Is It Just Hot Air, or Is Colin Prescot's Trial Balloon a Commuter's Salvation?
updated 01/28/1980 AT 01:00 AM EST
•originally published 01/28/1980 AT 01:00 AM EST
Prescot, who leases larger balloons to his British clients (for promotional use a la the Goodyear blimp), concedes that the commuter model is not for everyone. It will sell for $6,000, and with tank and harness weighs almost 100 pounds (about one-sixth the size of a standard hot-air balloon). Its aluminum fuel tank holds enough pressurized propane for a 60-minute flight, at heights up to 5,000 feet and speeds up to 15 mph. For safety, there's an emergency ejection system and parachute.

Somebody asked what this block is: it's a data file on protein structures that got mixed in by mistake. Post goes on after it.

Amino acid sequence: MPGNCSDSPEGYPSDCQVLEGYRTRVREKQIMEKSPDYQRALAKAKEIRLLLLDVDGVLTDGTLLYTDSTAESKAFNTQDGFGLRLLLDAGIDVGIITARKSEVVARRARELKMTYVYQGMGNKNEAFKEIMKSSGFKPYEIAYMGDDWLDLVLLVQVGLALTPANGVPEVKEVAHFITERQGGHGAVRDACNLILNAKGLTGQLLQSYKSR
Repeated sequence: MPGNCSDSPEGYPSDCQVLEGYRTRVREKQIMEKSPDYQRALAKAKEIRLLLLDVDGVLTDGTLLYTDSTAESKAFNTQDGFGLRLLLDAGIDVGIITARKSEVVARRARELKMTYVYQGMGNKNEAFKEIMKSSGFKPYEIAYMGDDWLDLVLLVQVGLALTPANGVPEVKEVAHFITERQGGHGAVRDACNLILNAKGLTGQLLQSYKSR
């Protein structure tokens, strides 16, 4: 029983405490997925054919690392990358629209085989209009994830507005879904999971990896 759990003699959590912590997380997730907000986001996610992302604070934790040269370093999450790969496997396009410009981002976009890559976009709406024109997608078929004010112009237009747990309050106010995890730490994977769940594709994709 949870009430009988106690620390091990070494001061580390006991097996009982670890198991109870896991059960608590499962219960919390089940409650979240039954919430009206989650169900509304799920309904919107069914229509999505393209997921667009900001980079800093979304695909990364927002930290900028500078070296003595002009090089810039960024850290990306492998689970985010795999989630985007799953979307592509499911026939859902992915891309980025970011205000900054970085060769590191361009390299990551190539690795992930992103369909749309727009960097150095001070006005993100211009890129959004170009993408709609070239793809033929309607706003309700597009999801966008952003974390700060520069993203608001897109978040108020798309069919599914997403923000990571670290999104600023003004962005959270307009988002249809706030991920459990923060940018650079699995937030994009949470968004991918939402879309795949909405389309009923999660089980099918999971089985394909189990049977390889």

But Prescot, 29, the Eton-educated son of a banker, insists the Cloudhopper is more than just an executive shuttle. He plans to market it as "the ultimate dare in a daring sport." Elaborates his partner, Robin Batchelor: "Around you is a couple of thousand feet of nothing, and you're sitting in a floating armchair. You can't help being in awe, but," he admits, "you feel awfully vulnerable."